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If a man does not keep pace with his companions, perhaps it is because he hears a different drummer. Let him stepto the music which he hears, however measured or far away.
- Henry David Thoreau

Robert

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Re: 2016 - Robert's adventures in the Northern Sierra Nevada - California
« Reply #28 on: February 11, 2016, 04:56:44 AM »
Southern El Dorado County

Wednesday, 10 February 2016

Weather: High Clouds
Temperature, High: 74 F (23 C), Low: 40 F (4.5 C)

Today I had an hour or so to do some reconnaissance in Southern El Dorado County, California.



With record high temperatures during the day and very mild nighttime temperatures many of the native plants are breaking dormancy. The new shoots of Aesculus californica, California Buckeye, are emerging now. This is normal for this species this time of year. The new growth is very resistant to freezing temperatures and will not be burned back if freezing temperatures return.



Arctostaphylos viscida, White-leaf Manzanita, is also starting to bloom at its median elevation level. I have a keen interest in this genus and that I have already missed much of this season's bloom cycle at the lower elevations and in the coastal areas.  :'(



This is a view of "Slick Rock" on the North Fork of the Cosumnes River. There is a trail-head at this location down to the river on BLM land (i.e. public). Almost all of the land is private in this area and off limits to the public. I am very interested in studying the plants in this area as this part of southern El Dorado County is one of the few places (locally) with a granite based soil at the lower elevations.



Eriophyllum lanatum var. croceum. We have 5 varieties of this species in El Dorado County. This xeric variety is a strong perennial in the garden, thriving with little or no irrigation during the summer. The other varieties are worth growing too, however the are more ephemeral. The yellow daisy of all the varieties are very attractive.



Time is running out in this area. The forest is being cleared everywhere from new wine vineyards. The granite based soils are prime for the wine grapes and produce excellent quality wine. It is also the habitat for some specialized plant species.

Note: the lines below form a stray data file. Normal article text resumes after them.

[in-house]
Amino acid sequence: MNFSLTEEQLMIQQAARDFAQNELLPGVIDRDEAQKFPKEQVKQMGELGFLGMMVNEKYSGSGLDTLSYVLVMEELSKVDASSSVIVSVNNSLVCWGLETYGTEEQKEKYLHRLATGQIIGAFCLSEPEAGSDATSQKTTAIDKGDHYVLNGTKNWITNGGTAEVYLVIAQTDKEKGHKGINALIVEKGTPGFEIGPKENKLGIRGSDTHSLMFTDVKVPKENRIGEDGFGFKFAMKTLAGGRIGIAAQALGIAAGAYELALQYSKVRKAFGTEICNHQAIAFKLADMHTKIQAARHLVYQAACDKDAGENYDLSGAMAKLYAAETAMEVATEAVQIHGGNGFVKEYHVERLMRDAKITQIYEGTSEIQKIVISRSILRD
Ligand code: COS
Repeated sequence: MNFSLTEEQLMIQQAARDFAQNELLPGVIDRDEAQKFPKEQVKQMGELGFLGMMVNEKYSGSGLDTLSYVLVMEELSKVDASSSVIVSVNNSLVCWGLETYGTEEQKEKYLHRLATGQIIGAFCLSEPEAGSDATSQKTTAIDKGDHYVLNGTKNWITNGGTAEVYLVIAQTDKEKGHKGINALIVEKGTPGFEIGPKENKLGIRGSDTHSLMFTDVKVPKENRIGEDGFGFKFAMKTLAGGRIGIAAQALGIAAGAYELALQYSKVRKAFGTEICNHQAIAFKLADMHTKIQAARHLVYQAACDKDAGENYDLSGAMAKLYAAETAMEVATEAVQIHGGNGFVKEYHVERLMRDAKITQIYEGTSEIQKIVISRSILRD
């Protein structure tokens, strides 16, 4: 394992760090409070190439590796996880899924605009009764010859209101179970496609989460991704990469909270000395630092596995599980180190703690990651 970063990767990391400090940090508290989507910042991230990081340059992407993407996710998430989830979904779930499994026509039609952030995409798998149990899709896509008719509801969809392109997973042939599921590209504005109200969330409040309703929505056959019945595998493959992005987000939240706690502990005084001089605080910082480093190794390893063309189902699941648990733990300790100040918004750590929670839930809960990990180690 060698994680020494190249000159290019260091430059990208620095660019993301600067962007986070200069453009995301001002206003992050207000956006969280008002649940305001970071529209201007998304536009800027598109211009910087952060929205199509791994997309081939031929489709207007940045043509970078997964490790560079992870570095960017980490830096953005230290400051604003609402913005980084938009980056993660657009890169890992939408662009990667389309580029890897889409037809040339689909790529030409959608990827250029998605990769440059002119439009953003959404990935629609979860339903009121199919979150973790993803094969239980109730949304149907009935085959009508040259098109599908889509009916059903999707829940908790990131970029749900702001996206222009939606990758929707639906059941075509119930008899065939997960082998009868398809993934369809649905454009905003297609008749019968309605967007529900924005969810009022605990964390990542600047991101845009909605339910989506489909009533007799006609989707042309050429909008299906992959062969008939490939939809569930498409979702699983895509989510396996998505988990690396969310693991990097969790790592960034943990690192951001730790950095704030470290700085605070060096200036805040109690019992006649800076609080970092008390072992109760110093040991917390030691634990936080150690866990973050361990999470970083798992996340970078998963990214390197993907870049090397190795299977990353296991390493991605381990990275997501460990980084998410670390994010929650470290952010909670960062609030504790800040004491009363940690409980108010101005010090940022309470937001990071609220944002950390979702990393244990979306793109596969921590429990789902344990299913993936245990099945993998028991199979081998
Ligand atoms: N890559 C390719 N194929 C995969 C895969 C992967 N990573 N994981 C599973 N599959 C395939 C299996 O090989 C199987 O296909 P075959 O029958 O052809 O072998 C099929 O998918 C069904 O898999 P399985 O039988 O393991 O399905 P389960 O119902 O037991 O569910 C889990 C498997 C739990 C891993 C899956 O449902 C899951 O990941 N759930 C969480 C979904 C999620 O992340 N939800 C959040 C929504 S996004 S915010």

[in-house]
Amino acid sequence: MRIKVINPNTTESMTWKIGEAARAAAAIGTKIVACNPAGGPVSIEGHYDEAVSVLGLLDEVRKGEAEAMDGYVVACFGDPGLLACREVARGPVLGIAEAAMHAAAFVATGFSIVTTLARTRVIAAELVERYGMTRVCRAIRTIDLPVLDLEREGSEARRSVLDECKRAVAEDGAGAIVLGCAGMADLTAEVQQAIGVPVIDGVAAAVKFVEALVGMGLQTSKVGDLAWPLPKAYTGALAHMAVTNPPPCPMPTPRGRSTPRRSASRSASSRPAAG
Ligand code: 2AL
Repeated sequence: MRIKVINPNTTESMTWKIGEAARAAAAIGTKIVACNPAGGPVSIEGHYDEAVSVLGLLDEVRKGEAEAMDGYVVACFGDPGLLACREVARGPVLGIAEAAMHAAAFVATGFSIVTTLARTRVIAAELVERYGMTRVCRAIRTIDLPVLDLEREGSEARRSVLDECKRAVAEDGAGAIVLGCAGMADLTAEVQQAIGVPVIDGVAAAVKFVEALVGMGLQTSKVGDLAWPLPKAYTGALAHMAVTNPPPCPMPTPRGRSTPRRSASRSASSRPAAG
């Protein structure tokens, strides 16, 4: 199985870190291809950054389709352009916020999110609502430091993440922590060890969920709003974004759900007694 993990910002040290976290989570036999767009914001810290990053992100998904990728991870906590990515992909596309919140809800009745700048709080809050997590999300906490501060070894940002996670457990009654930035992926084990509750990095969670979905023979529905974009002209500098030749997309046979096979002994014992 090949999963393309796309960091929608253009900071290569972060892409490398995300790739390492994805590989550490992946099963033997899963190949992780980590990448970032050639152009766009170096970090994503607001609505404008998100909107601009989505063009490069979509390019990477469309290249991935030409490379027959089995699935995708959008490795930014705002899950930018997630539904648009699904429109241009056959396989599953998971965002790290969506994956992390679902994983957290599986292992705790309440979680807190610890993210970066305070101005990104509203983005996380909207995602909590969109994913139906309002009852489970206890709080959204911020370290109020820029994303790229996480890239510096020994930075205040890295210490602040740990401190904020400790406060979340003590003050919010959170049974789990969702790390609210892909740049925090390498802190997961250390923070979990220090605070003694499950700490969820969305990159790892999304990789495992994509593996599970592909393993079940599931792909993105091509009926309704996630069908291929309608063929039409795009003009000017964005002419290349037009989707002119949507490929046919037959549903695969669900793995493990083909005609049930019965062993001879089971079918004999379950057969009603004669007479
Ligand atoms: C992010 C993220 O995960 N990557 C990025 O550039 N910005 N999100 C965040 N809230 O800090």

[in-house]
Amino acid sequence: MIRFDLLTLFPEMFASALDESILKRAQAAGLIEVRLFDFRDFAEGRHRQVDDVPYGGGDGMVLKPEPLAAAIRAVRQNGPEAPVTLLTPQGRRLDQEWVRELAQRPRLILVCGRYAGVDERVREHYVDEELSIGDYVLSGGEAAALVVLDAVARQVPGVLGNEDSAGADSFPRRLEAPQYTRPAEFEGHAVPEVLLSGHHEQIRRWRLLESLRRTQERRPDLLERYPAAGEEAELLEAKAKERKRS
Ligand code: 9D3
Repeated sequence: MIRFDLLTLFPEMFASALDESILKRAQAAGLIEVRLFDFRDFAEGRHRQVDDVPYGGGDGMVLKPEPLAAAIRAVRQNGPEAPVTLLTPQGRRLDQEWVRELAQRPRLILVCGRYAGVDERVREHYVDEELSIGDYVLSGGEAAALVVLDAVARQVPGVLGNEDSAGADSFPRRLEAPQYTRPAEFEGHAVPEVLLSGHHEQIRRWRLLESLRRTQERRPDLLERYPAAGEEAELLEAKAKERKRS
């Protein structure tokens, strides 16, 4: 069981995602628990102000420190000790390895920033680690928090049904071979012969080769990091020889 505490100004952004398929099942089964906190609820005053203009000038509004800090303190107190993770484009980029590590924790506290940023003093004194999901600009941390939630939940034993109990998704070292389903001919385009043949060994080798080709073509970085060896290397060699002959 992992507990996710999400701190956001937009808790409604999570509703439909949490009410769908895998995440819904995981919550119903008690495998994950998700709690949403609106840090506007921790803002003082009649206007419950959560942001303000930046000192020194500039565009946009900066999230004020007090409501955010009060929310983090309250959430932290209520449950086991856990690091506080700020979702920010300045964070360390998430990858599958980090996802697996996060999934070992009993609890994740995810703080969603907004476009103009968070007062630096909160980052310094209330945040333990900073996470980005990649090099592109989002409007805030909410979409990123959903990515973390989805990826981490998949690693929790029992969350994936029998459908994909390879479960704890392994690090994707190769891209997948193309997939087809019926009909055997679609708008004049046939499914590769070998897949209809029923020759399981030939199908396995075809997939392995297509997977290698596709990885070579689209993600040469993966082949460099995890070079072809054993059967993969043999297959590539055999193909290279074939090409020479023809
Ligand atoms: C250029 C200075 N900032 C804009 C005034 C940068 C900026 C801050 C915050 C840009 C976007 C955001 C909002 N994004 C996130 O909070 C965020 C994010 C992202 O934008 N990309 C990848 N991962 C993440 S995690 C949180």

« Last Edit: February 11, 2016, 05:32:43 AM by Robert »
Robert Barnard
Sacramento & Placerville, Northern California, U.S.A.
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If a man does not keep pace with his companions, perhaps it is because he hears a different drummer. Let him stepto the music which he hears, however measured or far away.
- Henry David Thoreau

Robert

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Re: 2016 - Robert's adventures in the Northern Sierra Nevada - California
« Reply #29 on: February 11, 2016, 05:30:06 AM »


Near the village of Omo Ranch I spotted this multi-branched Incense Cedar, Calocedrus decurrens. The majority have straight trunks with no large side branches.



The bark of this species is very attractive and the scent of the foliage is divine! Where there are Incense Cedar, the forest is always nicely scented. Warm or cold temperatures does not seem to be a factor in the strength of the scent. It always seems pleasantly nice.



The best view I could get of the canyon of the Middle Fork of the Cosumnes River. There is a fair amount of public land in the canyon and many interesting plants. The northern limit of Calochortus venustus starts in this area. There are a few widely scattered population farther to the north, however from here southward the species is seen much more frequently.

Another interesting feature of this canyon are it's limestone formations and caves. I have visited one of the limestone caves and it is beautiful and fascinating.



From a ridge-line, this is a view into the Perry Creek drainage and the Sacramento Valley far in the distance. The northern limit of the southern population of Staphylea bolanderi grows (grew) in this region. There has been a tremendous amount of agricultural development in this area over the past 40 years. I would be very pleased if I could find this species in this area, however I am not very hopeful. Fortunately, it also grows in Amador County a few miles to the south. Many of the populations in Amador County are on public land and have some degree of protection. I have some outings planned for this part of Amador County later this season.



Looking the opposite direction on the same ridge-line to the snow capped peaks of the high Sierra Nevada in the far distance.

I did not have any time to get out and hike around, however this reconnaissance was success and I have some excellent sites to check on later when I get my next chance.  :)
« Last Edit: February 11, 2016, 05:36:49 AM by Robert »
Robert Barnard
Sacramento & Placerville, Northern California, U.S.A.
All text and photos Robert Barnard

If a man does not keep pace with his companions, perhaps it is because he hears a different drummer. Let him stepto the music which he hears, however measured or far away.
- Henry David Thoreau